Discussion in 'Fly Fishing Forum' started by fredaevans, Nov 8, 2009.
Fred, I had better NOT catch you "tipping" your "flies" with shrimp....LOL
Ok, now that we're all coming out of the gear closet. I have 2 CP combos. Sage 3106L and 3113M rods, both with Islander pin reels. I still suck at casting them but am getting a lot better with practice. I fish in BC a lot and last year on the Vedder a couple of local pinners felt sorry for me and gave me some very good casting instructions. Fly gear will always be my choice for trout and floating line steelhead and salmon. But for the deep runs and the far seams I think a pin is the way for me to fish it. Sure is a lot easier on my trashed shoulders than ripping skagits.
WELCOME TO THE DARKSIDE:beer2:
btw the there is nothing sick about this setup due to the fact that the rod is only 8 1/2 feet. schwag nuggets
8 1/2ft is way short, I feel that my 10 1/2ft Gl3 is too short....but thats after I picked up the 15ft GLX, I could own runs with that thing on big water.
I think the biggest draw to a center pin is playing the fish on a 1:1 reel. Other than that, you can do the same thing with conventional float rod and a real nice bait caster. ( and still blow up a spool of mono filament line )
Don't get me wrong, I would love to get into the center pin rod set up, it appeals to me, but, I still have to get my time in on swing flies for steelhead, so for now, I'll use what I have.
I love it! Have a few setups now and use them for steelies to silvers to big trout on teh Kenai.
Wish it wan't such a pain to travel with them or I would bring one down when I come to Tacoma in 2 weeks.
Be careful here...
Center-pinning is hot in the Midwest for steelhead, but it comes with a price. The reduction of the hardware to an almost guaranteed fish-catcher when using a single egg, brings with it an inherent numbers mentality. Fishing is reduced to numbers. Period. Guys go 18 for 20 in a single run. RUN down to the river to low-hole people and catch all the fish. Ethics, respect, restraint, beauty, all gone. Nothing but numbers. I know. I have to deal with it every day on the water. They complain that there are not enough fish around if they don't get at least ten a day.
Sounds like something you could do without in WA given the state of your steelhead.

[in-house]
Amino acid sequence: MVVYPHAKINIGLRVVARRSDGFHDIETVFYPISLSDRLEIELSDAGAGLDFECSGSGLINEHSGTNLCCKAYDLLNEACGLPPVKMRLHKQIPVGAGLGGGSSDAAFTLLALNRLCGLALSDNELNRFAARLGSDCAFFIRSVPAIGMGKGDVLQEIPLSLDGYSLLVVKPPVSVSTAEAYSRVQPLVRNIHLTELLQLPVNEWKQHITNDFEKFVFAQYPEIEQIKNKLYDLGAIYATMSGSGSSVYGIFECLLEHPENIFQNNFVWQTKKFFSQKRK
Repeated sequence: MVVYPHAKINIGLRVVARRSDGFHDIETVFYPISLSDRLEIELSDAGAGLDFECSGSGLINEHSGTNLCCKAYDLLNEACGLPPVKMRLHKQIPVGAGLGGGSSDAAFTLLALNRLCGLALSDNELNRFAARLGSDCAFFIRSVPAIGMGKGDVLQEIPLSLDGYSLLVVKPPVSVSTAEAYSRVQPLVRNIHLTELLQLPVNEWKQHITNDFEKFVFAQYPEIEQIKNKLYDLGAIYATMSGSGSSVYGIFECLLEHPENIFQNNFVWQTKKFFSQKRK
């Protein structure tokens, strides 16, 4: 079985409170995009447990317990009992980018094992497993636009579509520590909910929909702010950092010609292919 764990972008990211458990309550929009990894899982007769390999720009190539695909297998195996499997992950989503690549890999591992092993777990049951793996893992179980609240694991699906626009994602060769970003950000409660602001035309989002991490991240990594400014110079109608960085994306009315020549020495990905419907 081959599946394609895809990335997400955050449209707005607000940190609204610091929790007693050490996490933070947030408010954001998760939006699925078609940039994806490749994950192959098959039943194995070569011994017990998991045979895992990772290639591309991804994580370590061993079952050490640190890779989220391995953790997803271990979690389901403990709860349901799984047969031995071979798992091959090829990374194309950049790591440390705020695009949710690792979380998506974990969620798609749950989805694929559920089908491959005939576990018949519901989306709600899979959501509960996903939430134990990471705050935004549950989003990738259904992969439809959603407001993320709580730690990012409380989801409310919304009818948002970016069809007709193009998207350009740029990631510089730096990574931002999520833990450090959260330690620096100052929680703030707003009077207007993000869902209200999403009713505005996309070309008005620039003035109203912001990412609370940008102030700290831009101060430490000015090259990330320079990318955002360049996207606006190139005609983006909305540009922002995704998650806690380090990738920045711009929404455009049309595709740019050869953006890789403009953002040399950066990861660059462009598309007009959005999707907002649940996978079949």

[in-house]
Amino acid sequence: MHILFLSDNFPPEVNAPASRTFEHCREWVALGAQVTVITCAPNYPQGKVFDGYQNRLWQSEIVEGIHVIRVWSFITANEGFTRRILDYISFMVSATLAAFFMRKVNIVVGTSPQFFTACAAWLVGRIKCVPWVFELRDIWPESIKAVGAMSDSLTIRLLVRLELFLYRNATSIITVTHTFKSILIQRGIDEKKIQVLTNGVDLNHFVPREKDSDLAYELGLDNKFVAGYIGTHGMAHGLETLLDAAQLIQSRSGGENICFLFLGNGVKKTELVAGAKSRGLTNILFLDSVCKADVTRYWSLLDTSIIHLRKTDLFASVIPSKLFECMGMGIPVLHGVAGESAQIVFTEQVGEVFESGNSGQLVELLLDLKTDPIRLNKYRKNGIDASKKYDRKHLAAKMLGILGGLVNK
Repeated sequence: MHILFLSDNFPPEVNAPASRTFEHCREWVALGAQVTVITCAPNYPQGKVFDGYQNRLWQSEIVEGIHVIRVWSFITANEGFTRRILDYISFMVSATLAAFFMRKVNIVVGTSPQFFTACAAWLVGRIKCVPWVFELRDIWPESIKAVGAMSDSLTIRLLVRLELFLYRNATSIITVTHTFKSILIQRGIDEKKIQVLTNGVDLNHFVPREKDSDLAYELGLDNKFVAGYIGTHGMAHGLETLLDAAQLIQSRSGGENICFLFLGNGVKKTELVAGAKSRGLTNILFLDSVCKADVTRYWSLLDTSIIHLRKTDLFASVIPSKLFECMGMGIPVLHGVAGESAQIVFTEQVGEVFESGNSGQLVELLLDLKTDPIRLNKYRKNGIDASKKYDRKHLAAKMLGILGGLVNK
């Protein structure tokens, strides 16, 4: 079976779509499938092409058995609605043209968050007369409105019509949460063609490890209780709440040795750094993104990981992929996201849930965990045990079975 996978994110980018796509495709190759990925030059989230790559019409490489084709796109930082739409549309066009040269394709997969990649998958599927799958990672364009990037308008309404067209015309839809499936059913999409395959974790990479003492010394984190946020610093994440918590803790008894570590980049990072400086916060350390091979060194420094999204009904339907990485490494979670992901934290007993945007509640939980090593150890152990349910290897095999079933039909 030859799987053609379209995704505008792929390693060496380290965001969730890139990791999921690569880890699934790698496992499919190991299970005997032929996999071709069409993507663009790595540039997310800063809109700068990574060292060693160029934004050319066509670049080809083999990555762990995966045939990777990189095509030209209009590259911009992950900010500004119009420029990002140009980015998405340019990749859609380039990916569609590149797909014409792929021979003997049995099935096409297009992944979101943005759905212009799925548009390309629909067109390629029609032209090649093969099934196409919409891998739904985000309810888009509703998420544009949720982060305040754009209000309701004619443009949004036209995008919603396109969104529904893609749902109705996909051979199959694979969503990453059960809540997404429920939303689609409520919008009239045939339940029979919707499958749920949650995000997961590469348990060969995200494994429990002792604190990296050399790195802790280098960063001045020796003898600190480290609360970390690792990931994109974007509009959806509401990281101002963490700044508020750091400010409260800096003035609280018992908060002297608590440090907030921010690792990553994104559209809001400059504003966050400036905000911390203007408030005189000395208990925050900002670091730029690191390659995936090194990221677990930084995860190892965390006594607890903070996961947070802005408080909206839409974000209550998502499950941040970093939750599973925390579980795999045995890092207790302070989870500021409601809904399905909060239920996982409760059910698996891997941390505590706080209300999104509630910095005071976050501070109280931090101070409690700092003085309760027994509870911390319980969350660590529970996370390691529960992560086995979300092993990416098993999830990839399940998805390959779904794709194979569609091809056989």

I may sound like the prophet of doom here, but once center-pinning becomes established somewhere, there is no going back.
Started CP fishing last winter. It's a blast, I doubt I'll ever nymph for steelhead again. Casting is tricky, it took me around 2 hours to get the hang of it. Although it's different, it's every bit as challenging as fly casting, timing is everything.
It's pretty sick being able to fish the far edge of a seam w/out having your line sucked down by the fast portion of the current. I can fish all the water I used to nymphing and then some.
Gitcher' pin on!
Eric, just a sidenote. CPing is also established in BC. Funny thing - I go there to flyfish (mostly on the Thompson) and have more issues with flyfishermen low-holing me and being competitive than I do the 'pinners.
Just because your local jerks happen to use centerpins doesn't mean that there's any inherent relevance. Give them a flyrod and a bobber and they wouldn't change a bit.
Tried casting a centerpin a few times = humbling
18 to 20 fish in a run in Cheeseconsin? Heck in WA were lucky to have 18 to 20 in the entire river!
People are assholes. Rarely has anything to do with the type of rod/reel they're using.
I'm tempted to pick up centerpinning as an alternative to nymphing, mainly because I can't get the hang of nymphing and it seems like an awful lot of work on a fly rod. Swinging's just so easy.
I use a "Centrepin" Rod and reel over here in the UK for the majority of my non flyfishing. As far as "catching on" a centerpin reel is what the spinning reel evolved from and centrepinning is about as old as fly fishing. They are a blast to fish with a far more technical than most people give them credit for. I have just the basics for fishing the method over here but my friends who are serious about it carry 30-40 different sizes and styles of floats and more tippet (hook length) material than I own. The standard float rod for my water is a 13' rod rated for 4lb test line. The trick to it is being able to dead drift your float...a lot like nymphing actually. The one thing about the 1 to 1 retrieve ratio is that the average centerpin has about a 3.5 to 4 inch arbor so they aren't as slow as you would think. Its not fly fishing or even close to it but it does take a lot of dedication to do it right.....
18 to 20....must be fishing lake michigan...they stock the bejesus out that lake unlike superior.
get this...i went 0 for 0 this Sat and Sun. BEAT THAT!!
i cant nymph worth a shit for steelhead...i cant even hook one with egg patterns!!!
Sorry, I have nothing productive to add but..... Is that a centerpin rod in your pocket or are you happy to see me? :rofl: :rofl: :rofl:
Saw an old CP in a pawn shop a few weeks ago. I thought about picking it up but I have no clue how to fish one.